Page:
Cryptocurrency Privacy Part 1: Bitcoin

Many articles have been released in the years since cryptocurrency burst onto the scene, all saying, in one way or another, that Bitcoin is internet money used by drug dealers on the dark web that’s totally anonymous. There is definitely some truth to these claims. Bitcoin was, and continues to be the cryptocurrency of choice on every dark net market which has been raided by the authorities. Using Bitcoin allowed drug dealers physically located anywhere in the world to peddle their wares to prospective buyers located anywhere in the world. While it’s true that Bitcoin is “anonymous” in the sense that Bitcoin addresses are used for transactions, not actual physical identities like you’d have with a bank transaction, the truth is that these transactions can be de-anonymized by liking a person to a specific wallet address.

Once a physical identity has been linked to a Bitcoin address, it can be assumed that the person holding that wallet’s private key is in control of the funds which pass through that wallet. How can such a link be made; that’s the real question here. It all starts with a bit of forensic accounting; linking transaction amounts from one wallet to another and looking for any identifiable trends. To put this another way, you could buy and sell drugs on the dark net for a while, but, once it came time to cash out your ill gotten gains and sell those Bitcoins, you’d need to transfer them somewhere; to a person, an exchange, or some other entity. That transaction would be key in connecting a person’s wallet to their real identity.

Remember that a person’s financial activity on any federally regulated exchanges is not private information; quite the opposite, in fact. Every exchange registered to transact business in the United States is subject to some fairly strict Anti-Money Laundering (AML), Know Your Customer (KYC), and Suspicious Transaction Reporting (STR) requirements. Failure to properly provide the required information to regulatory bodies in a timely manner could lead to significant difficulties for the exchange in question, so take my word on it and assume that using an exchange is not a safe method to sell ill-gotten Bitcoin.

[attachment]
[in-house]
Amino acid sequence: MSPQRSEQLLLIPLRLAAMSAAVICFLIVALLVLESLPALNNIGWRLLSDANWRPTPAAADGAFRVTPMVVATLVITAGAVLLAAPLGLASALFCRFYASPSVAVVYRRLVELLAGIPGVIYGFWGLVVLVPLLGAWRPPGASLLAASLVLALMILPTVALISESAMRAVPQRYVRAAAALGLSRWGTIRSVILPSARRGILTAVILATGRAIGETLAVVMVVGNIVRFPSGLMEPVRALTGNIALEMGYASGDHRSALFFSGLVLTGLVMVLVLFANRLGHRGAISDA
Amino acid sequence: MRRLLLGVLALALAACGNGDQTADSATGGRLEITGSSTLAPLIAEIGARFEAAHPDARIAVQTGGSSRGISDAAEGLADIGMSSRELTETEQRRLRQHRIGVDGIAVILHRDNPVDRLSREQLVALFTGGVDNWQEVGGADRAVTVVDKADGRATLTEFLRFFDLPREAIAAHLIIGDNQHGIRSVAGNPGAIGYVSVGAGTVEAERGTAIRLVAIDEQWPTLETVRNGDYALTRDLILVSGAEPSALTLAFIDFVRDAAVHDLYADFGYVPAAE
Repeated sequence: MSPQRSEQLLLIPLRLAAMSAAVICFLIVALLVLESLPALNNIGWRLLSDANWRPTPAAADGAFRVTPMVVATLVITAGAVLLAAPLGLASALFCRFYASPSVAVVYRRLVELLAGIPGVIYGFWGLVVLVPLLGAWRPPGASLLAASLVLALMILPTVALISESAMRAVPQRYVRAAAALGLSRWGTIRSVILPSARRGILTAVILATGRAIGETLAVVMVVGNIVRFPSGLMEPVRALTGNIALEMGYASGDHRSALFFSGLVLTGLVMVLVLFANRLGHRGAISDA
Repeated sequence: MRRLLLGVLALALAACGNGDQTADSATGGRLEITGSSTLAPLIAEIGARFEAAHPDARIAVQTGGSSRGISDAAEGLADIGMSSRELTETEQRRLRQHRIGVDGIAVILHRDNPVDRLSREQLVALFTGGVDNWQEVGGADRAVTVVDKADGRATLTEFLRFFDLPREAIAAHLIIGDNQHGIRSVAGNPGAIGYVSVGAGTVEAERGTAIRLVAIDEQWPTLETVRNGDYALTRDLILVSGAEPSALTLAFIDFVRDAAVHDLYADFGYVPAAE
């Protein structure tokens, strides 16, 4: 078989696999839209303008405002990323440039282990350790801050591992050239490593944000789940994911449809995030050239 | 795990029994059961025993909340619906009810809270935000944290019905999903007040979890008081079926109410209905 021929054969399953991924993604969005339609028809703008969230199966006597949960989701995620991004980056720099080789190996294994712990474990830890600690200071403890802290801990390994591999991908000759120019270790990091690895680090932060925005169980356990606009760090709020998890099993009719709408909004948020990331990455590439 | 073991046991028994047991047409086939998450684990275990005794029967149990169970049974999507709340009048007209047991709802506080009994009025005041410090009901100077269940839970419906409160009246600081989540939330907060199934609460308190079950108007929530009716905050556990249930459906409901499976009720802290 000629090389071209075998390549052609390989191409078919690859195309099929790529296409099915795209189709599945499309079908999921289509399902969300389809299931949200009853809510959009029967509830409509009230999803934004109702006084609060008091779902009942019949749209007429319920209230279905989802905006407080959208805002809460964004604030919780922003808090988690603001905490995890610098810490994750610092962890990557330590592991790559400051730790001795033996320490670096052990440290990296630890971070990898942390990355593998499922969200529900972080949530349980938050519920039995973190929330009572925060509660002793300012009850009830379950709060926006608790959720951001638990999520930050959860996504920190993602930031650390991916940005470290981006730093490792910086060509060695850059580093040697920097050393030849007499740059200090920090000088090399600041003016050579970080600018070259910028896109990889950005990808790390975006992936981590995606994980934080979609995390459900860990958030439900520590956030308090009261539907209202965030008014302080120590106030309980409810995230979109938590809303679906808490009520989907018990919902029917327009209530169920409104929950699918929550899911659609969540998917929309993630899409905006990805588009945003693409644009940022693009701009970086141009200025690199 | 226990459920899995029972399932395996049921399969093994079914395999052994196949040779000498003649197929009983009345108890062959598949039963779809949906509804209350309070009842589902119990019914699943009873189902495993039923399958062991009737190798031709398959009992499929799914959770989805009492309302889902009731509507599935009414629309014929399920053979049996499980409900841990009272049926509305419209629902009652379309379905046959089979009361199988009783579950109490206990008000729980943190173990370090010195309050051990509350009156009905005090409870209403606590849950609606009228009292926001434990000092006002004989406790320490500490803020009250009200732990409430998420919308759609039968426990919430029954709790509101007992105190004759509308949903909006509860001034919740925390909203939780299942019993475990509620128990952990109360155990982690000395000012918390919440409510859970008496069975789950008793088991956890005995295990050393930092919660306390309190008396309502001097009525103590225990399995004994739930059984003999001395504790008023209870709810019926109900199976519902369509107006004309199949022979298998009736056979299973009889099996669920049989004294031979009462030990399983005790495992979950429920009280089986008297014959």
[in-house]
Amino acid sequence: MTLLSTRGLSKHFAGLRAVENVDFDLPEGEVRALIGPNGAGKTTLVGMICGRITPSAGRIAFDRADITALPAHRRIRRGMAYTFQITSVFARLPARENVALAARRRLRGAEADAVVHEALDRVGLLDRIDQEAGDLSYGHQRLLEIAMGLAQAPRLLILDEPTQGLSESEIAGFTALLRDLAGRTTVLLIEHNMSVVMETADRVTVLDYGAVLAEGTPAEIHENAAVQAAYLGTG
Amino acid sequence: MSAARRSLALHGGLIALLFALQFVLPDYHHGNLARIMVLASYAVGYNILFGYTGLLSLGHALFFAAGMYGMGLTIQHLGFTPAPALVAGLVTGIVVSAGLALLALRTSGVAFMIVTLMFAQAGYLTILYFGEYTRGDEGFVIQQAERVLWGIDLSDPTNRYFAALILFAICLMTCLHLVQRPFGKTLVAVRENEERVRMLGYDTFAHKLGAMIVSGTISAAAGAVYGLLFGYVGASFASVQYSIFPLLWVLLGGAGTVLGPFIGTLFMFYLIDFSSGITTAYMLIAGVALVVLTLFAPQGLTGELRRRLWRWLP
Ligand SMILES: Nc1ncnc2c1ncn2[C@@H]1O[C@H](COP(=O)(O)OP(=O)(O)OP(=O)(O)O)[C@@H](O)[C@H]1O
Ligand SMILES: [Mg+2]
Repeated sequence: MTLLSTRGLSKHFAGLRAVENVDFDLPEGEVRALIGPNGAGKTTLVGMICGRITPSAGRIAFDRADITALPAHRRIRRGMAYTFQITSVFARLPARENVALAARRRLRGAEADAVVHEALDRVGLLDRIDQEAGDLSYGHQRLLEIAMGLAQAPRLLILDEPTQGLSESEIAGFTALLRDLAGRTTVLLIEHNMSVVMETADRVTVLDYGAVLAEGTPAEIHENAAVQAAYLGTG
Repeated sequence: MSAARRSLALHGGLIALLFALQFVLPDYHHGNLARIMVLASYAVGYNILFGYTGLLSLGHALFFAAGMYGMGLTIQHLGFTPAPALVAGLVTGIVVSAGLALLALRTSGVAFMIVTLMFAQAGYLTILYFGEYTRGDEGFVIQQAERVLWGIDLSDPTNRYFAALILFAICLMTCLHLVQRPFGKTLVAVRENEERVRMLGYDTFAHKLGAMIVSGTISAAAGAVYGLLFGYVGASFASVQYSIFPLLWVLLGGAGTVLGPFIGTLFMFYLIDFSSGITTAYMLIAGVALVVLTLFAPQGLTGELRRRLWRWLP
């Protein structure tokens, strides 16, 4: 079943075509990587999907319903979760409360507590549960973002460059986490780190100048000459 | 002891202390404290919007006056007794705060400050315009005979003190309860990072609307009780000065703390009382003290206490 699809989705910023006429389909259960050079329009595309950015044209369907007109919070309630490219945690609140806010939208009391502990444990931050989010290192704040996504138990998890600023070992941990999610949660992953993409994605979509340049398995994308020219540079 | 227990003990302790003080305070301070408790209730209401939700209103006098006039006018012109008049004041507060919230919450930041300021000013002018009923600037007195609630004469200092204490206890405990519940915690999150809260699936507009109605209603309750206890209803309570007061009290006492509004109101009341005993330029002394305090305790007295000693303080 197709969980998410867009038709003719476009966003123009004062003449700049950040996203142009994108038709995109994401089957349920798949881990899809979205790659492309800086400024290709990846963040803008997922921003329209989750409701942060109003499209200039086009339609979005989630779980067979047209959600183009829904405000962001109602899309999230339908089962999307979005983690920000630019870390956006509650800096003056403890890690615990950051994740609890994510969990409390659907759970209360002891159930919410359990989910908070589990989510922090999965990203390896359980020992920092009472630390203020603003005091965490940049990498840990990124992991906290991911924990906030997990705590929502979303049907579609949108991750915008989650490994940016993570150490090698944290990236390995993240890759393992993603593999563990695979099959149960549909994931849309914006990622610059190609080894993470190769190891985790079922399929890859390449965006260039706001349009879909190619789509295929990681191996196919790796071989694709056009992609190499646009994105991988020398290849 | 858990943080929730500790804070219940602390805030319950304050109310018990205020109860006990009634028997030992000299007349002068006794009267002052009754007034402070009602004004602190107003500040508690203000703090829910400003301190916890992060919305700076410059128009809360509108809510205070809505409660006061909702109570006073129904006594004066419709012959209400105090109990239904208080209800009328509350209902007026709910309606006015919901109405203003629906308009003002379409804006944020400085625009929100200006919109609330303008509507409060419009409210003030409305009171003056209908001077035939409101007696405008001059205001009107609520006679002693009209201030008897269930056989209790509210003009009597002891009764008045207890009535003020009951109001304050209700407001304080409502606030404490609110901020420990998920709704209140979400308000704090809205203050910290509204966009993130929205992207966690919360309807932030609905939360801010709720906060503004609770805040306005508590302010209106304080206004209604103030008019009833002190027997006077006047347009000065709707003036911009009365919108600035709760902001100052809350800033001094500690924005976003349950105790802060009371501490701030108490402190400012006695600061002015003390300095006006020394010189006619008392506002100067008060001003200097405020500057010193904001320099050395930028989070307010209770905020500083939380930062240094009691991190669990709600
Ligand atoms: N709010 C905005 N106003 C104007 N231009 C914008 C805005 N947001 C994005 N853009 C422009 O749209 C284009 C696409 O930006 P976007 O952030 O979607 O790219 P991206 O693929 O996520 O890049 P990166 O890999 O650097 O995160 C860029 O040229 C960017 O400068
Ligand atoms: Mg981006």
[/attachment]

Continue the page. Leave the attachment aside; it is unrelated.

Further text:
Let’s just say, for the example’s sake, that this person decided to sell their Bitcoins on a US regulated exchange. As that information cannot be considered private, you must assume that it is then public to governmental regulators (the exact folks who’d be hiring a forensic accountant in the first place). Since the Bitcoin wallet associated with your exchange account is already linked to your personal identity because of extremely strict KYC and AML regulations, you could now be directly linked to that wallet full of dirty Bitcoin.

Well, that example makes sense, but what other possibilities exist to link two wallets when there isn’t a direct transfer from one to another? Remember that Bitcoin is built on a blockchain, which can be thought of like a public ledger. Every transaction is public knowledge, available for the entire world to see at a moment’s notice. Let’s say you tried to move dirty Bitcoins from wallet “A”, to a brand new wallet, “B”, then on to another new wallet, “C”, before finally moving the Bitcoins into your own exchange account. This is a good thought and it might be good enough to pass muster for a first glance, but it’s going to be very easy to follow that chain of bitcoins back to you, as those newly created wallets have zero history before or after your shell transactions.

Another option exists, which could be considered reasonably anonymous; the bitcoin mixing service. A Bitcoin mixing service is a service which exists to anonymize transactions flowing through it. Using a mixer, you could send the mixer 10 BTC from a dirty address and receive 9.99 BTC from entirely different address(es) into a different wallet after waiting a random amount of time. This service, though illegal if operated in the United States due to AML and KYC regulation, is a reasonable way to maintain privacy in Bitcoin transactions, but it’s not totally foolproof. Even when using a mixing service, there are still amounts and times which can be correlated to identify a potential link between a personal identity and a wallet.

To put it bluntly, BTC was never designed with anonymity in mind; it was designed to be a decentralized digital currency which was ran by the people for the people. It was only natural that the first digital currency would be used to conduct monetary transactions between geographically distant people, markets, and other entities. Just because Bitcoin is the most popular cryptocurrency used for purchasing things from most dark net markets, that doesn’t make it completely anonymous.

Stay safe out there!

— cdchris12

Leave a Reply